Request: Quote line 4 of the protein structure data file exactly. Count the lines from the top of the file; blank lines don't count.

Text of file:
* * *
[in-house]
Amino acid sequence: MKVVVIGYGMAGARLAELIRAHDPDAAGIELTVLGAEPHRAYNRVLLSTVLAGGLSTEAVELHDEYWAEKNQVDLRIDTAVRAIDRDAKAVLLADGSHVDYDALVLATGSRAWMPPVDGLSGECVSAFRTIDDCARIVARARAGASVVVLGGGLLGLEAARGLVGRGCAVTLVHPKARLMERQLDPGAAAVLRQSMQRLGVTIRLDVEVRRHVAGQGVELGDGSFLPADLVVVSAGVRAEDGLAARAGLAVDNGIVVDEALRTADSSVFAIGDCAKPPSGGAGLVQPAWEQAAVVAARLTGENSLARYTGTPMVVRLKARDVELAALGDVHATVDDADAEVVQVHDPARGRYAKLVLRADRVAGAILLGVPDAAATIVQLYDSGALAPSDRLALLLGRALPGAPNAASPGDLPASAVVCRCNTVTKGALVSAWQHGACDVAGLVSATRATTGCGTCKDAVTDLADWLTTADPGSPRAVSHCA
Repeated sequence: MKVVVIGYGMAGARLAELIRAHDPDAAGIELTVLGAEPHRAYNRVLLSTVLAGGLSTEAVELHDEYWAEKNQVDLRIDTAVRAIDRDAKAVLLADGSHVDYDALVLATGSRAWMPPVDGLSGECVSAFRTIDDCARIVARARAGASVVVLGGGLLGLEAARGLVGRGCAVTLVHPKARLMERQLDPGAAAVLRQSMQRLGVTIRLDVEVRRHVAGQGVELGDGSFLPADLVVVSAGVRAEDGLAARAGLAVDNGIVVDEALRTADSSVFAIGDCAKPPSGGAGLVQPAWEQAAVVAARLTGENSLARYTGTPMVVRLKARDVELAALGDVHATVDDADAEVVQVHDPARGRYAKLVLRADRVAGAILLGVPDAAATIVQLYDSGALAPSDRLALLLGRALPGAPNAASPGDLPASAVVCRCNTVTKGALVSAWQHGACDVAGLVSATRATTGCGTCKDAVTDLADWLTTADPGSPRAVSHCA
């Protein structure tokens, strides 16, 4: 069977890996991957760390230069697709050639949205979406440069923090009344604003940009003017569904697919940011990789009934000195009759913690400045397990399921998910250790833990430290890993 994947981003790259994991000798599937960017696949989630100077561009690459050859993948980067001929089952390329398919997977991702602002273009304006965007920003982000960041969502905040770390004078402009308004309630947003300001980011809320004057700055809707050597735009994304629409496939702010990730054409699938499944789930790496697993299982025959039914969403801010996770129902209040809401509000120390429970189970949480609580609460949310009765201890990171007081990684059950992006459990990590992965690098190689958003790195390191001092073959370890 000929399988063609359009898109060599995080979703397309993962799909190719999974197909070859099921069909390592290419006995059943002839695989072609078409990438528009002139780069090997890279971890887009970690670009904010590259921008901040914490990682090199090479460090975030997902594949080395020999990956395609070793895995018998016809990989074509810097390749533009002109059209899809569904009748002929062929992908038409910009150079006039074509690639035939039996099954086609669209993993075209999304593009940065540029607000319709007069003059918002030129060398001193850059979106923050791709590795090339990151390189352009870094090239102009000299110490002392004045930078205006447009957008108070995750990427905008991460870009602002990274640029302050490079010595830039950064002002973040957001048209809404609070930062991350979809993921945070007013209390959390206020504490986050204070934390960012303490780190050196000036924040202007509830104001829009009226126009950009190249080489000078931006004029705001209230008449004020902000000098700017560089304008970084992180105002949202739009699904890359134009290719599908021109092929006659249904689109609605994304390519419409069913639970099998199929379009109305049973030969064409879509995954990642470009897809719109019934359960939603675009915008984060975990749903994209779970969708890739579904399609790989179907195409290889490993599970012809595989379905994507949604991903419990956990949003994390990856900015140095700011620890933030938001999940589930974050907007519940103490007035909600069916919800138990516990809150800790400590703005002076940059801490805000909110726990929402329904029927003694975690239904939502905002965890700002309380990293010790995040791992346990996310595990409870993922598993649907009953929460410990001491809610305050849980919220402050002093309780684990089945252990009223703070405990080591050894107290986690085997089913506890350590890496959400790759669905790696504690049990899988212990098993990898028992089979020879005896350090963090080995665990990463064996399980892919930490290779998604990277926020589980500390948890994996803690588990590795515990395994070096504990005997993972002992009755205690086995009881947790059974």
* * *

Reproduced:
């Protein structure tokens, strides 16, 4: 069977890996991957760390230069697709050639949205979406440069923090009344604003940009003017569904697919940011990789009934000195009759913690400045397990399921998910250790833990430290890993 994947981003790259994991000798599937960017696949989630100077561009690459050859993948980067001929089952390329398919997977991702602002273009304006965007920003982000960041969502905040770390004078402009308004309630947003300001980011809320004057700055809707050597735009994304629409496939702010990730054409699938499944789930790496697993299982025959039914969403801010996770129902209040809401509000120390429970189970949480609580609460949310009765201890990171007081990684059950992006459990990590992965690098190689958003790195390191001092073959370890 000929399988063609359009898109060599995080979703397309993962799909190719999974197909070859099921069909390592290419006995059943002839695989072609078409990438528009002139780069090997890279971890887009970690670009904010590259921008901040914490990682090199090479460090975030997902594949080395020999990956395609070793895995018998016809990989074509810097390749533009002109059209899809569904009748002929062929992908038409910009150079006039074509690639035939039996099954086609669209993993075209999304593009940065540029607000319709007069003059918002030129060398001193850059979106923050791709590795090339990151390189352009870094090239102009000299110490002392004045930078205006447009957008108070995750990427905008991460870009602002990274640029302050490079010595830039950064002002973040957001048209809404609070930062991350979809993921945070007013209390959390206020504490986050204070934390960012303490780190050196000036924040202007509830104001829009009226126009950009190249080489000078931006004029705001209230008449004020902000000098700017560089304008970084992180105002949202739009699904890359134009290719599908021109092929006659249904689109609605994304390519419409069913639970099998199929379009109305049973030969064409879509995954990642470009897809719109019934359960939603675009915008984060975990749903994209779970969708890739579904399609790989179907195409290889490993599970012809595989379905994507949604991903419990956990949003994390990856900015140095700011620890933030938001999940589930974050907007519940103490007035909600069916919800138990516990809150800790400590703005002076940059801490805000909110726990929402329904029927003694975690239904939502905002965890700002309380990293010790995040791992346990996310595990409870993922598993649907009953929460410990001491809610305050849980919220402050002093309780684990089945252990009223703070405990080591050894107290986690085997089913506890350590890496959400790759669905790696504690049990899988212990098993990898028992089979020879005896350090963090080995665990990463064996399980892919930490290779998604990277926020589980500390948890994996803690588990590795515990395994070096504990005997993972002992009755205690086995009881947790059974």